Judge Daniel MacDonald takes this film to school.
Our review of College (1927) (Blu-ray), published March 19th, 2013, is also available.
Best. Weekend. Ever.
The hard-R teen comedy can be a wonderful thing, filled with true-to-life dialogue, gratuitous nudity, and more laughs than you can shake an inflatable doll at. Or they can be like College.
Facts of the Case
After being called boring and unceremoniously dumped by his girlfriend, high school senior Kevin (Drake Bell, High Fidelity) decides to join his friends Carter (Andrew Caldwell, Drillbit Taylor) and Morris (Kevin Covais, an American Idol contestant in 2006) on a weekend getaway to a nearby college, where the trio intends to party and bed some college girls.
They end up staying at a fraternity where they're tormented, humiliated, and abused, yet they put up with it so Kevin can record video footage of himself having a wild time to send back to his ex. When he falls hard for one of the frat brothers' former flames (Haley Bennett, Music and Lyrics), Kevin learns that maybe it's best to be yourself.
College is easily one of the worst films produced in 2008, hateful toward its audience, meandering with no discernable point, and, worst of all, aggressively unfunny. I laughed more during The Hours than I did during this movie.
While it aims to be an amalgam of American Pie, Superbad, and Van Wilder, College lacks any of the charm, heart, or wit of those pictures, replacing it with clunky gross-out gags, dull dialogue, surgically-enhanced boobs, and a host of unlikable characters. There is so little charisma on display in College that pity is virtually the only feeling it is likely to arouse.
Let's put aside the contrived, dimwitted plot—this type of movie rarely strives for anything close to realism, and shouldn't: that's not what we're watching for. Usually we get a loose, condensed coming-of-age story on which is hung a barrage of juvenile jokes, through which we're led by archetypical, engaging leads. Often it works, giving us great comedies like Porky's and Old School, injecting catchphrases into the public consciousness and playing in the background of house parties across North America. College opts to go the other route—that is, to suck.
Virtually none of the actors comes across unscathed, existing in a vacuum of comic timing and personality. It's hard to believe the main trio had even met before the cameras started rolling, much less have been friends for years. Why would they? Kevin is a whiny, indecisive loser, Morris is such a one-note character he could've been the score to Eyes Wide Shut, and Carter brings rudeness to new levels of obnoxiousness. Despite at least one of them being featured in nearly every scene, these three fail to rise above the material and are painful to watch. About the only remotely interesting people in College are Nick Zano (Fat Albert), who makes some curious choices as frat house leader Teague, like playing an entire scene inexplicably with his hands down his pants, and Haley Bennett as above-it-all conquest Kendall, who seems to think she's appearing in a completely different, better movie.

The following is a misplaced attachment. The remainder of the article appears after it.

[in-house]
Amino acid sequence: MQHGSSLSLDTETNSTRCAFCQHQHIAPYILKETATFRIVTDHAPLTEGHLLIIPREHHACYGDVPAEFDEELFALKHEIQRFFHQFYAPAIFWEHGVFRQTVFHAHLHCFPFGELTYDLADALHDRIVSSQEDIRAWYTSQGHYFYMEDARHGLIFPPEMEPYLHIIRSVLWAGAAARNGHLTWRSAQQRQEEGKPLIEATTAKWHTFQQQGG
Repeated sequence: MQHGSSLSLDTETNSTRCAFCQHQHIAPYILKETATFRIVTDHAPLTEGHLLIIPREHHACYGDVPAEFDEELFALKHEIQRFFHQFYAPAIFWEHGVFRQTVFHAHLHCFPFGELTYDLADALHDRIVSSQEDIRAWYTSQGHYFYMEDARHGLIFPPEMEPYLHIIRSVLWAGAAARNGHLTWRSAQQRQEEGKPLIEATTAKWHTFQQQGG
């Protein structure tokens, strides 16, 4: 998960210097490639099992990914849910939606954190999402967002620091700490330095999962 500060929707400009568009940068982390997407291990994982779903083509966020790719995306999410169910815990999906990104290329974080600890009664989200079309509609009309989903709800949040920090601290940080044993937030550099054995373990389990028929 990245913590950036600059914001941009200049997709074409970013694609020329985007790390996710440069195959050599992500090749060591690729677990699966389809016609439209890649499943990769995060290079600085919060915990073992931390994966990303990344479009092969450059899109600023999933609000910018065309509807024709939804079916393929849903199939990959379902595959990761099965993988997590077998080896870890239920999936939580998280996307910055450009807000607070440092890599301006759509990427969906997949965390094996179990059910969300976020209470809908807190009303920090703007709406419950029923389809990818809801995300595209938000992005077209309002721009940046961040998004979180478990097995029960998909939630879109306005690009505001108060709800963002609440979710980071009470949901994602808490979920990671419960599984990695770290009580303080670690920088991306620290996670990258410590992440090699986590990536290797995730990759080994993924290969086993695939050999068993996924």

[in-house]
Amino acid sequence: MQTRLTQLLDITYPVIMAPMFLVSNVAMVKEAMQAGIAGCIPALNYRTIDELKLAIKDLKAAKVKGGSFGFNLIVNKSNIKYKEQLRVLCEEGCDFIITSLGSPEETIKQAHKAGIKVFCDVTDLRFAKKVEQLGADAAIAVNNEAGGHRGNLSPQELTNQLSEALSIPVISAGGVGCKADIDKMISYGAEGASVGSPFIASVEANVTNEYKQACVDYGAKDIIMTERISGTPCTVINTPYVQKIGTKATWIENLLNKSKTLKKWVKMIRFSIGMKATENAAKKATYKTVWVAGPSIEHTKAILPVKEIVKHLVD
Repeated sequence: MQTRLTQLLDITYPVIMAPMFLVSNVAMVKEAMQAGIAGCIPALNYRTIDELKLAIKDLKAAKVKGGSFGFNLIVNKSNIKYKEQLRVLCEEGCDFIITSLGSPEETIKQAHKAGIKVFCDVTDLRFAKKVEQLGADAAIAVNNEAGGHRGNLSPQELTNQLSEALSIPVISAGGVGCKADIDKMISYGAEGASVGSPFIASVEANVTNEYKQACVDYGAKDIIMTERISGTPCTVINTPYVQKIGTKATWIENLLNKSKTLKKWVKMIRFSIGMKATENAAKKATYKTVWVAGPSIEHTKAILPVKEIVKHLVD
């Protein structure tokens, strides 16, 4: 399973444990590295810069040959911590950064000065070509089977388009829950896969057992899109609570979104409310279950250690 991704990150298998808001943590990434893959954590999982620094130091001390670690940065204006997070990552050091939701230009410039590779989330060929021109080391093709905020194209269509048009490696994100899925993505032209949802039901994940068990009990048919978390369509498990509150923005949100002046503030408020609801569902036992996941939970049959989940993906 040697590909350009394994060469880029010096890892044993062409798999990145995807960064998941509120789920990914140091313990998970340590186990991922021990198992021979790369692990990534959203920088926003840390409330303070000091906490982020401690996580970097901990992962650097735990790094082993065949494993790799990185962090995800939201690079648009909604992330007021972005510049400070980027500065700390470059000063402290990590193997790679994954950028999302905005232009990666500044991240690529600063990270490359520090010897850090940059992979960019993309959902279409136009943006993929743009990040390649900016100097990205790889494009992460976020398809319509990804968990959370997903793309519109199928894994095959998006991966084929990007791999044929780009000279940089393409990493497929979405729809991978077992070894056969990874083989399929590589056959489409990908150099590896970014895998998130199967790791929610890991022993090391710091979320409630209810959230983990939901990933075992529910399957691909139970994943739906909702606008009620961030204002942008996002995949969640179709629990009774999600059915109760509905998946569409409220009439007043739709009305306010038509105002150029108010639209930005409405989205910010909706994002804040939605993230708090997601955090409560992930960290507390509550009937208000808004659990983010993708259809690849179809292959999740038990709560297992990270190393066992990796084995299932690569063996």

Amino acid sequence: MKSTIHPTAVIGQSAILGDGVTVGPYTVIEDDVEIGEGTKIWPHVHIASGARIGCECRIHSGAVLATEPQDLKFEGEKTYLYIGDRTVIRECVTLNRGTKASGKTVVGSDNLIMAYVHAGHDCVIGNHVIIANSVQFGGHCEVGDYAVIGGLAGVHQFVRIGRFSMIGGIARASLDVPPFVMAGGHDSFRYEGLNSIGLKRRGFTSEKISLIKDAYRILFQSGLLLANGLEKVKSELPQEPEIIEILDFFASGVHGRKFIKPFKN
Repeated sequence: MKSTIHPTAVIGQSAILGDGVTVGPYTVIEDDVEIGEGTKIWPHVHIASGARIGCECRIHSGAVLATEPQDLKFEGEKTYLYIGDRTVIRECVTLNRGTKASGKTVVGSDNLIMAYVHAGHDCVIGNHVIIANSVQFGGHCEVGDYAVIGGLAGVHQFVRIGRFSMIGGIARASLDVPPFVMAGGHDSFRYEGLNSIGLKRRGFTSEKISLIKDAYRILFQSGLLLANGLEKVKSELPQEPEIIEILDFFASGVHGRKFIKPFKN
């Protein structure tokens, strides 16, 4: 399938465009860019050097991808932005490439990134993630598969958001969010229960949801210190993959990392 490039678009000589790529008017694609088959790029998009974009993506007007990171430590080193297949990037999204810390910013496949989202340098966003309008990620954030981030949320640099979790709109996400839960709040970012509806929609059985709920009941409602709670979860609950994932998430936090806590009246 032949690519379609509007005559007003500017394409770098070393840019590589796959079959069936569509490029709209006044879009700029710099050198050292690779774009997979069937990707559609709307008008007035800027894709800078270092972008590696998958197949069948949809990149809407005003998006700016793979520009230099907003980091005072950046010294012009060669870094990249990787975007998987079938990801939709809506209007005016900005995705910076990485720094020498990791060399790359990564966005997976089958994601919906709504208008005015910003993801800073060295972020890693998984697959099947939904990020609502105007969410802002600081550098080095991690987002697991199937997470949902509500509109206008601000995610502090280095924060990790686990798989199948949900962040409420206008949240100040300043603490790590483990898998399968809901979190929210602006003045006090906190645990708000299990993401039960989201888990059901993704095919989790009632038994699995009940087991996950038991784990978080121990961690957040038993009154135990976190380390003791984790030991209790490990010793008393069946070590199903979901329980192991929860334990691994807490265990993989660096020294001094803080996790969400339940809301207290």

The flat lighting, annoying score, and grating song choices do little to redeem College. MGM provided us with a watermarked screening copy, so I imagine the final version will look better than the overly compressed, edgy image here, but it's hardly eye candy. Audio is serviceable 5.1 Surround that rarely expands beyond the center channel except for music.
College comes in R-rated and unrated versions, with less than a minute's difference between them. Other than that, the only included bonus feature is an unfunny gag reel.
I have only shut off three movies before their end in my life. If I hadn't been reviewing this one, it would've been number four.
Stay in school, but avoid College at all costs.
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